"Resilience," psychological resilience, is the foundation for crisis management. It consists of the ability to have both a strong relationship with oneself and strong relationships with others," says Prieb. Those who are resilient meet the situation at eye level and try to do the best they can in the situation. Those who lack resilience go into resistance and begin to fight hopeless battles, which they exhaust themselves on in the end.
From when you should seek help
How strong the psychological impact of a crisis is logically related to our resilience. "Depending on how strong a person’s capacity for dialogue is, depending on how strong a person’s capacity for dialogue is, depending on how strong a person’s capacity for dialogue is, depending on how strong a person’s capacity for dialogue is, depending on how strong a person’s capacity for dialogue is. In the best case he grows from it. In the worst cases, anxiety disorders, depression or burnout can develop – for example, because conditions are fought against or the challenges posed by the crisis are so great that one cannot cope with them."
Difficulty concentrating, lack of sleep, a feeling of hopelessness, growing irritability – the warning signs vary from person to person. You have the feeling that something is rotten with you? "The important thing is to start a dialogue with yourself," advises Prieb. "The more you are in dialogue with yourself and have a sense of your balance, the more you can restore it as well. If you feel that you are not succeeding and if conversations with friends and family no longer help, then you should seek professional help."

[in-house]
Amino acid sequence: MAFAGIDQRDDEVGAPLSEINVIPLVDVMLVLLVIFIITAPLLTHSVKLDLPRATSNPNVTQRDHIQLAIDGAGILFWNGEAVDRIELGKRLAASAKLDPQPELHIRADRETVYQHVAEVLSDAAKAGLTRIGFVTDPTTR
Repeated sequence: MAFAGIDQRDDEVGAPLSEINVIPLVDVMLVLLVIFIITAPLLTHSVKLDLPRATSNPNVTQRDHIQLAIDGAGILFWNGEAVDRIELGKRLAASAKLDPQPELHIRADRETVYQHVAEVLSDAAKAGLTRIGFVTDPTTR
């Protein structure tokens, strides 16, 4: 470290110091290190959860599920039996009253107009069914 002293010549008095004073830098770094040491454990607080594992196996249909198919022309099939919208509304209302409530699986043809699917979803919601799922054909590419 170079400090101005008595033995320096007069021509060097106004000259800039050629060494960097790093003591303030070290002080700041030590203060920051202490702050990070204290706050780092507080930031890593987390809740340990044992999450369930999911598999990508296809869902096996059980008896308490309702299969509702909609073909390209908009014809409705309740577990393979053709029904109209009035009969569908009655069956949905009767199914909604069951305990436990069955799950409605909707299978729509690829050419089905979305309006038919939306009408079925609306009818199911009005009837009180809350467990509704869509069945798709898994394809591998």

We can learn to dialogue with ourselves
Even if the first years are formative, we can work on ourselves afterwards. According to Prieb, this involves becoming aware of what distinguishes strong relationships. Moreover, it is necessary to become aware of one’s old experiences and to work through the associated offenses, injuries and false beliefs.
"If I experienced a loss or betrayal as a child, or, for example, had the experience of being accepted only under certain conditions, then that shapes me negatively in my relationships. Crisis situations often lead to me being confronted with the old feelings of powerlessness – and with the associated convictions: ‘I can’t fight it anyway, I won’t make it, I’m not good enough.’" Recognizing and working through one’s inner blockages can be difficult. "The deeper the injury, the more necessary it is to seek therapeutic guidance," Prieb says.
According to Prieb, the Corona crisis can also be a chance to find oneself and what is essential in one’s life. "When you lose your business, finding yourself is certainly not the first priority. Nevertheless, even aside from the economic realities, that’s exactly what it’s all about – not resigning, but moving forward and looking at possibilities." A crisis is only mastered when one has solved the causes that led to the crisis – within oneself, as well as externally. When you have grown with the situation.
"Identifying what’s essential in your life, what’s really important, and what are real values – including your own. Therein lies the opportunity in crises."
This article appeared on Business Insider back in September 2020. It has now been rechecked and updated.